The general consensus from the majority of observers since Paul Lambert took charge at Aston Villa has been that his side play quick, snappy football, although physical in places, which helps get the best out of the front three. Since the start of the season, however, more than one manager has commented on their approach, citing aggressive and direct tactics.
The first to claim such a thing was Jose Mourinho, after his Chelsea side narrowly defeated Villa at Stamford Bridge on August 21. He said: “They
Tottenham Hotspur boss Andre Villas-Boas was the next to voice his disapproval, claiming Villa’s tactics were “aggressive, used long balls and were direct.” Lambert has been very quick to dismiss the suggestions, calling his side a ‘passing team’, but statistics provided by the Daily Mirror appear to help support the beliefs of the Portuguese duo.
Villa have played 153 long balls in their six Premier League games so far, which is third on the overall list behind West Ham United and Crystal Palace. They are also ranked third in terms of long passes while no team has made more flicks-on. Indeed, Brad Guzan’s long kick led to the winner against Manchester City on Saturday.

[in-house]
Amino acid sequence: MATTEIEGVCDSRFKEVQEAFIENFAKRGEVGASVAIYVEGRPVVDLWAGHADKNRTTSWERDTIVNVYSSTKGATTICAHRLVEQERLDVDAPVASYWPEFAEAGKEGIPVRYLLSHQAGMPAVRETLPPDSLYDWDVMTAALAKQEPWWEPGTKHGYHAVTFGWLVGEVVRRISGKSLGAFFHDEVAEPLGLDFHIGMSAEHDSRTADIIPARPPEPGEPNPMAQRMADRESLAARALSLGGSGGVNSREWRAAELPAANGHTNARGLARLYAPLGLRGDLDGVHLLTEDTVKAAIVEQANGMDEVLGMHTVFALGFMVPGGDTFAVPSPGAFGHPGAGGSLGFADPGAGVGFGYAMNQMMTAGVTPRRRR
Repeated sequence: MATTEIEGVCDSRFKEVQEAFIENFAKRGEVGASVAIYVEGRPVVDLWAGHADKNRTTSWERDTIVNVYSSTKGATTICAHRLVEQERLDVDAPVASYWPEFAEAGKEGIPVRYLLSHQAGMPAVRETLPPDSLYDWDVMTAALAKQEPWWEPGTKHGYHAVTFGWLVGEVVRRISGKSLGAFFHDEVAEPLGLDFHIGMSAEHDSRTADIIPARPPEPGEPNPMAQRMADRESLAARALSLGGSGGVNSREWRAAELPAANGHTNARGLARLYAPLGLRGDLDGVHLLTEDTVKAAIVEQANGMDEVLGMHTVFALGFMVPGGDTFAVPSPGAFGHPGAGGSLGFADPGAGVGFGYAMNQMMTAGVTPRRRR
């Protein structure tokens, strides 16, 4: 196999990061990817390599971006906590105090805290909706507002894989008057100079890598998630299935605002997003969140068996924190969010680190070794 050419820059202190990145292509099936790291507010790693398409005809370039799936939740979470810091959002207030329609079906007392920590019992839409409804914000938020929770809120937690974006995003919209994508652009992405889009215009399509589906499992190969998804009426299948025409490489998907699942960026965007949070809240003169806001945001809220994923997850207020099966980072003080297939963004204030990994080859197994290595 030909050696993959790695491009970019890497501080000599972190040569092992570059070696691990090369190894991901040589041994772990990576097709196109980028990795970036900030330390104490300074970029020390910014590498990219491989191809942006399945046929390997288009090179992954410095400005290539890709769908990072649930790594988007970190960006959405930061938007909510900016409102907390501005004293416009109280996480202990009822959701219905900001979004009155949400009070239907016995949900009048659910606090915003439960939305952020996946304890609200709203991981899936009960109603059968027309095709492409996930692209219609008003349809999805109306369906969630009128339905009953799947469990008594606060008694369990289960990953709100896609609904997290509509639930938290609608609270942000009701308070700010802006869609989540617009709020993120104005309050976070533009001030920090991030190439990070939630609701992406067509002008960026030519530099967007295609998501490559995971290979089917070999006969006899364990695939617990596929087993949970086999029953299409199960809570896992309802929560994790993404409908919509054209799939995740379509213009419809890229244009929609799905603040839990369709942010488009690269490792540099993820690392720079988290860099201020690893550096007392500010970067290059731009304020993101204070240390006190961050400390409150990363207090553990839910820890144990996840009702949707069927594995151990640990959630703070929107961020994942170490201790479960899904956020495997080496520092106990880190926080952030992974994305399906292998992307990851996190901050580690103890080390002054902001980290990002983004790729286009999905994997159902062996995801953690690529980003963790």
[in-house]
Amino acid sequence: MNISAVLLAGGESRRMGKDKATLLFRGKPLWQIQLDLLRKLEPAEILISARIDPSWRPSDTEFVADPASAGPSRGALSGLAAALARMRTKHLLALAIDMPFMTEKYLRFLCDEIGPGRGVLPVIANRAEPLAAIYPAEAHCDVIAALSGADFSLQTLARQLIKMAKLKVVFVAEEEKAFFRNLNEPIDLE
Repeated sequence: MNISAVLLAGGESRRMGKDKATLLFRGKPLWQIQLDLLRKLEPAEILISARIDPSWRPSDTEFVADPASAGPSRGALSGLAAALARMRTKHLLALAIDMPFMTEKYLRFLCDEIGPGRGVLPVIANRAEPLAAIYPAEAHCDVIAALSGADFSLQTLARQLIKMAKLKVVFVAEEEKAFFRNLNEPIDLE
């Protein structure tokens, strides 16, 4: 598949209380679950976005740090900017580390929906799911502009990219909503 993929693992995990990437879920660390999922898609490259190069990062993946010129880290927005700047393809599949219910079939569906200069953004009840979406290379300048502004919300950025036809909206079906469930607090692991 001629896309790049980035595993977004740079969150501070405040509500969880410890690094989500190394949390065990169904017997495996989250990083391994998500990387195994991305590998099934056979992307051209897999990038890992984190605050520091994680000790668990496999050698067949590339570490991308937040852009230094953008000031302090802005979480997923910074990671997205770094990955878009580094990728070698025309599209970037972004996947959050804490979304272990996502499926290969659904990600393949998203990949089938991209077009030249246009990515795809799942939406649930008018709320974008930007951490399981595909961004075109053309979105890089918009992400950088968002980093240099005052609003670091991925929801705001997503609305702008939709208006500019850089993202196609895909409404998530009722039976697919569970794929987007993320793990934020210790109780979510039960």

The type of forward players that Lambert has signed does suggest that he wants a major physical presence. Benteke is renowned for strength and power, and although he along with Nicklas Helenius and Libor Kozak are seen as ‘ball players’, their size and height does make them prominent target men, and it provides defenders with more of an excuse to send high balls forward.
To be fair to the manager though, this talk is somewhat harsh, as he is hardly in the same ilk as Tony Pulis and Sam Allardyce, who both have long-standing reputations for their direct approach. There are players in the squad – Ashley Westwood to name just one – who are most effective when playing the ball on the ground, and, furthermore, Villa are one of the best counter-attacking teams in the Premier League.
There is no question that Lambert has made the way Villa play much more entertaining to the neutral. Achieving positive results has proved difficult, but looking at the bigger picture, the fans are much more involved with this new team, and the fare on offer is far better to watch than the tiresome football that was regularly served up by Alex McLeish.
On the whole, Villa have several players in midfield and attack with high physical attributes, so whether they are a physical side or not is a valid argument. However, suggesting that they are a long ball team is unfair, as Villa do not typically strike spectators as direct under Lambert. But the Scot will be keen for the debate to die down, as long ball tactics are not universally lauded in the modern football environment.
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